Lauren Price’s Olympic journey started 11 long days ago in the quiet preliminary rounds of this gripping middleweight competition. Amid all of the inevitable pressure, nerves and excitement, she both navigated unanimous victories and was forced to draw on everything in order to maintain her spot in her competition alike.
As she stood one win away from her clearly stated goal, she did not blink. After arriving in Tokyo as the first Welsh female boxer to even qualify for the Olympic Games, she will walk away as the Olympic champion, a sterling gold medal secured by a supreme, dominant unanimous victory against Li Qian of China.
One round after she narrowly survived her old rival Nouchka Fontijc, Price, the reigning world champion, stood against Li who won the title a year earlier in 2018.
Both women started the bout off conservatively, but as usual Price used her speed and agility against a taller opponent to devastating effect, smartly choosing her moments to burst into Li’s face and land a quick combination of blows. Li, meanwhile, so often seemed to swing into empty air. All five judges awarded Price the first round.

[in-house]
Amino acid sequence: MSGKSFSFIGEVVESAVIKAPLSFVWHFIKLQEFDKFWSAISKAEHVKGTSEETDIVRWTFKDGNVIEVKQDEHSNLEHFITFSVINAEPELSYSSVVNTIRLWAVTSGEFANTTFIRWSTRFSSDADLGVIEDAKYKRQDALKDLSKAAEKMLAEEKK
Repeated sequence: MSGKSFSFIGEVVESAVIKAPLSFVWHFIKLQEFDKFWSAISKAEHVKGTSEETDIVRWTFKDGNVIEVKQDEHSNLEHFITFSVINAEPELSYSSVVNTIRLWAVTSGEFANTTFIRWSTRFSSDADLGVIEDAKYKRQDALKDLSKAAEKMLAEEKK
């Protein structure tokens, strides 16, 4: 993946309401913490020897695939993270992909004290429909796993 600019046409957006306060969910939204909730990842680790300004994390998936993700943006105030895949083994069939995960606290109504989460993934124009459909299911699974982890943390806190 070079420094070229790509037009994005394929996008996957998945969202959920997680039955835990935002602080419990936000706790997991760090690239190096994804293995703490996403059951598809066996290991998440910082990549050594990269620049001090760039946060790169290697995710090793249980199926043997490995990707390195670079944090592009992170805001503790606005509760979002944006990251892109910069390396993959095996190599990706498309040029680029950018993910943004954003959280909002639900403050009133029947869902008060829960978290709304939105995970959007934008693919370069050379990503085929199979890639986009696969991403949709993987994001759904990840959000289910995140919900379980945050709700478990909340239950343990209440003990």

With a round in the bag, Price visibly relaxed and from there it was not even close. Her selection of well-timed raids yielded the second round with four of the five judges electing her the winner. The gold medal in sight, only a catastrophe could have denied Price her gold medal.
It did not come. Price closed out her gold medal with such impressive poise, smoothly managing the opening minutes before closing off with a flourish – two big right-handed blows with 60 and then 40 seconds to go. As the bell rang out at the end of the bout, she finished by pumping her fist to the skies in full confidence of her victory.
Price’s gold medal marks Great Britain’s 65th and final medal of the Games, equalling the number of medals won at London 2012 and meaning GB have enjoyed their second most successful overseas games behind Rio 2016.
Earlier in the day, Ireland’s Kellie Anne Harrington recovered after being narrowly eked out in the first round of her final against Beatriz Ferreira of Brazil to convincingly win the lightweight fold medal by unanimous decision.
Harrington follows in the footsteps of Katie Taylor as the third Irish boxer to win the Olympic gold medal and the second female.